I recently traveled to Ireland, and one place in particular I had on my agenda for visiting was Trinity College, Dublin. The Treasury in the Long Room of Trinity Library contains, The Book of Kells. The Book of Kells, also known as The Book of Columba is a priceless illuminated manuscript Gospel book in Latin, containing the four Gospels of the New Testament together with various prefatory texts and tables. It is the oldest Celtic manuscript in the world and has long been associated with St. Columba (c. 521 – 597 AD) who founded his principal monastery on the island of Iona, off the west coast of Scotland, in about 561 AD. The Book of Kells was probably produced early in the 9th century by the monks of Iona, working wholly or partially at Iona or at Kells, county Meath, Ireland. The monks moved to Ireland after 806 AD when Vikings attacked Iona and killed sixty-eight of their brothers. The Book of Kells was sent to Dublin around 1653 for reasons of security during the Cromwellan period. It came to Trinity College through the agency of Henry Jones, after he became bishop of Meath in 1661.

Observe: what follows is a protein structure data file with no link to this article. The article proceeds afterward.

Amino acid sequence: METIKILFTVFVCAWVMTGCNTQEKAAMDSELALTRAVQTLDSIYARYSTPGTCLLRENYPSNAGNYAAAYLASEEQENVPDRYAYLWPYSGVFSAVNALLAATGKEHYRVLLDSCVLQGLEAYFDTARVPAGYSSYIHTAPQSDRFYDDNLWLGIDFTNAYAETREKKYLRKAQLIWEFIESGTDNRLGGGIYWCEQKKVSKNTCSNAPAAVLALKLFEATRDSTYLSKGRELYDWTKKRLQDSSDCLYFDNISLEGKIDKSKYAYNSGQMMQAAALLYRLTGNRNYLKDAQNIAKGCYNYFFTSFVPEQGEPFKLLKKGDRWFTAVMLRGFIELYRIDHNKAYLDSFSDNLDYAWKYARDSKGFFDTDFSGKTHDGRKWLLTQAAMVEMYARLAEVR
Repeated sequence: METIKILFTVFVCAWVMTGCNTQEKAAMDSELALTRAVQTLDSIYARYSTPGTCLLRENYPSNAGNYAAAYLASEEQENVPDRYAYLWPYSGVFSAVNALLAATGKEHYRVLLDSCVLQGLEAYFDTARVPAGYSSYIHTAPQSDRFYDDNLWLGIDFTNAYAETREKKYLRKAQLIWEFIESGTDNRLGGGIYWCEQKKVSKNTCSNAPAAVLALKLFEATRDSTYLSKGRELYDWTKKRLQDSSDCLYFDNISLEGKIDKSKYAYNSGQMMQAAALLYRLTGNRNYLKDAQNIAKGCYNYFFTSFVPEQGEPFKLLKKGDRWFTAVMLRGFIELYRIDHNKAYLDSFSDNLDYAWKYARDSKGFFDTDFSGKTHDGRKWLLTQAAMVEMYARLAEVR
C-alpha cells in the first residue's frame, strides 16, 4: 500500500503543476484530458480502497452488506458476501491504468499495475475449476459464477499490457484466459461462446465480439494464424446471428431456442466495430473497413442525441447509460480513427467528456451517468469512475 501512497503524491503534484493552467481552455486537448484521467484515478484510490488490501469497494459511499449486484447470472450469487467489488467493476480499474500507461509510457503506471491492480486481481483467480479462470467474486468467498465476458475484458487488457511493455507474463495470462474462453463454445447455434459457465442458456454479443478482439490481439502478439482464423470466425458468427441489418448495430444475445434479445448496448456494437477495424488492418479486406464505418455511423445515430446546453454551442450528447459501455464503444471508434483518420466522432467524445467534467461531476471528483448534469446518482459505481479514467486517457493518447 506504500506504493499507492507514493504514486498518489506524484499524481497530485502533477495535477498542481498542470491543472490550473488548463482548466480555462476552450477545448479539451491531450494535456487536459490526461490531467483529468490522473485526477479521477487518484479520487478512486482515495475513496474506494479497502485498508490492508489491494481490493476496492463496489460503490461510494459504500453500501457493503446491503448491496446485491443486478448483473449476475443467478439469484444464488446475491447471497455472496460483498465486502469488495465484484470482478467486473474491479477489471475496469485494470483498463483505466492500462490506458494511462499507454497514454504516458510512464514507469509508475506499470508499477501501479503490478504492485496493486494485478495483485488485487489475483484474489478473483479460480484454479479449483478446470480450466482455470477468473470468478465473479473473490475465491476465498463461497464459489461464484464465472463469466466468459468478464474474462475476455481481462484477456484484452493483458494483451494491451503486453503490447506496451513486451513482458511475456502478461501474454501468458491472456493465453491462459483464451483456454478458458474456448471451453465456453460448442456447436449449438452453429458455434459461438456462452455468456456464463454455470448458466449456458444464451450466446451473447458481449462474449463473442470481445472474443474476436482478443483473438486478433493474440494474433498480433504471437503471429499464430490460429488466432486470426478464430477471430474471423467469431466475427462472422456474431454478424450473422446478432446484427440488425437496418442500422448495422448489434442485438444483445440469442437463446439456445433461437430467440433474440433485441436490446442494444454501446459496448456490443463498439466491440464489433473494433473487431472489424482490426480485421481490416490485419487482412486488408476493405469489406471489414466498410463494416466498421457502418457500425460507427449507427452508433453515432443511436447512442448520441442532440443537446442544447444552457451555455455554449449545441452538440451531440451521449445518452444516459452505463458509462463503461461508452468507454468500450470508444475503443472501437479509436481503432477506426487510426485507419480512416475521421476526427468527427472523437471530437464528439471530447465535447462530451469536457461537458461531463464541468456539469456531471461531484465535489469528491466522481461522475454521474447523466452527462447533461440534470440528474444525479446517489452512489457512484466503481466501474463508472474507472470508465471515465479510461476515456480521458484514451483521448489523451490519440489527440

Over 1000 years ago, when The Book of Kells was written, Ireland had a population of less than a half million people living in fortified homesteads along its coasts and inland waterways. The Irish church was largely monastic in organization. Monks lived in communities devoted to the study of God’s word, fasts, and manual labor. The message of the life of Christ was spread primarily through gospel books, and scribes and artists who produced them held an honored place in Irish society. The monks of Ireland were instrumental in preserving the Bible during the European Dark Ages (c. 500 – 1000 AD), after the fall of Rome when Germanic tribes swept through western Europe and Africa destroying towns and villages.
Photos of The Book of Kells are not allowed, so the follow photographs are taken from the publication, The Book of Kells, an Illustrated Introduction to the Manuscript in Trinity College Dublin, by Bernard Meehan and published by Thames & Hudson, 1994. Hover your mouse or pointer over the photos for a caption.